Friday, September 24, 2021

Another project rolls to completion

I have a lot of small projects, ones that have nothing to do with the garage or the gardens or anything other than things I want or need to do. This week I completed another one of those. It's unimportant, in the overall scheme of things, but it’s an accomplishment all the same.

Several years ago I sold the large corner desk I had at the time and replaced it with a more modern table-like desk with powder-coated steel legs and white top. Then I bought the matching mobile unit with two stationery drawers and a filing drawer (the old desk and mobile unit were both that fake light coloured wood sort of plastic veneer). I really liked the new desk, and so did Nigel, so I got him one, too.

We moved the desks to our last house, and I had them moved here, too, but gave them to family: At 1.8 metres long, they were simply too long for my office in my new house. I bought a new desk before I even moved in, so I was ready to go. It turns out that at 1.4 metres wide, it’s a bit too small, but this isn’t about the desk (that’s a future project). Instead, this project involved that mobile filing unit.

That unit and I have history, and it’s not been altogether amicable. A few years ago I noticed that stuff kept falling out of the stationery drawers and getting stuck behind the filing drawer, sometimes preventing me from closing the filing drawer. This was annoying, not the least because the drawers weren’t easily removed.

The disagreement between that unit and me over where those stationery items should stay came to violence one day: Stuff was stuck behind the filing drawer, I couldn’t get it to come out of the unit, not for the first time, and that particular day I could take it no longer. When I couldn’t get the drawer out, I yanked on the handle as hard as I could and, of course, broke it. Specifically, I destroyed the drawer runners, and heavily greased ball bearings flew everywhere—or, they would have except that being heavily greased they couldn’t fly more than a centimetre or two.

At this point, I could’ve given up and brought a new drawer unit, throwing the now-broken one into a landfill somewhere. But, of course, that’s not what I do. Instead, I bought new drawer runners, ones that mounted underneath the drawers, not on the sides as the old ones did, and ones that were designed to make it very easy to remove the drawer whenever I wanted to. It was an upgrade, and a nearly perfect one, except my skills weren’t perfect and the drawer doesn’t sit completely flush anymore. Still it’s “good enough”, and, I might add, not bad for a first-ever attempt at installing drawer glides.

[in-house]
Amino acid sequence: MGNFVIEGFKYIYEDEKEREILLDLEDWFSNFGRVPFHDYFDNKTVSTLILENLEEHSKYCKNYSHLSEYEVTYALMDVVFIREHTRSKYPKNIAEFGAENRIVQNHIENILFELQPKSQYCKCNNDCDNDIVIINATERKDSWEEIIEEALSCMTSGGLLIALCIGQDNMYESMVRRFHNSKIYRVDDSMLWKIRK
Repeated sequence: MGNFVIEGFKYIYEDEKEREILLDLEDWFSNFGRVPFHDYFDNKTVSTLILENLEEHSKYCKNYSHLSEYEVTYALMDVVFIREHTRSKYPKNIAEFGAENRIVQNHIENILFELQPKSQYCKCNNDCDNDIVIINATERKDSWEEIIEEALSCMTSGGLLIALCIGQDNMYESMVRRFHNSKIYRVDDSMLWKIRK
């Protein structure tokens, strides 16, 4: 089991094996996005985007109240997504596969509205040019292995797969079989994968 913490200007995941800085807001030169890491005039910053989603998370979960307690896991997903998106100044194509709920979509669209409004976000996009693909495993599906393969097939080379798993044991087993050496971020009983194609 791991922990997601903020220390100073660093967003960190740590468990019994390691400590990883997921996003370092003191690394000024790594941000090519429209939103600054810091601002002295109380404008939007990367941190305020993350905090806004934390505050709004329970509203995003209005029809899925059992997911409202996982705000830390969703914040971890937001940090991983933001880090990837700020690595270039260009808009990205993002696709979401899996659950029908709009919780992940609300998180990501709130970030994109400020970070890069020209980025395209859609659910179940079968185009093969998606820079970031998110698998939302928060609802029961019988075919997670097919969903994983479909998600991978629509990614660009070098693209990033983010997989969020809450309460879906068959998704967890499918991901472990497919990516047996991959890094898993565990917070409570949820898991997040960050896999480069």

A couple years later, more or less, I was moving to Hamilton and, apparently the movers thought it wold be a really good idea to pile lots of stuff on top of that mobile unit. They apparently also thought that weight couldn’t possibly be an issue, and even that using the unit as a sort of trolly to move stuff into the garage was an even better idea. The result is in the photo above: One wheel was snapped off—though I didn’t know that for awhile.

After I moved in and the movers had left, I found the wheel laying on the floor in the garage, but I didn’t know where it came from: I had three of the drawer things: The newest one, along with my old mobile unit, and also one that had been Nigel’s (his was two-drawer, and my old one had no bottom for the filing drawer, and an additional flaw for both of them was that fake light coloured wood sort of plastic veneer). I didn’t realise the wheel was from the white one’s until I moved it into my office and noticed that it was slumping down in one corner. At the time, I just assumed I could put the wheel back on my pushing it into place.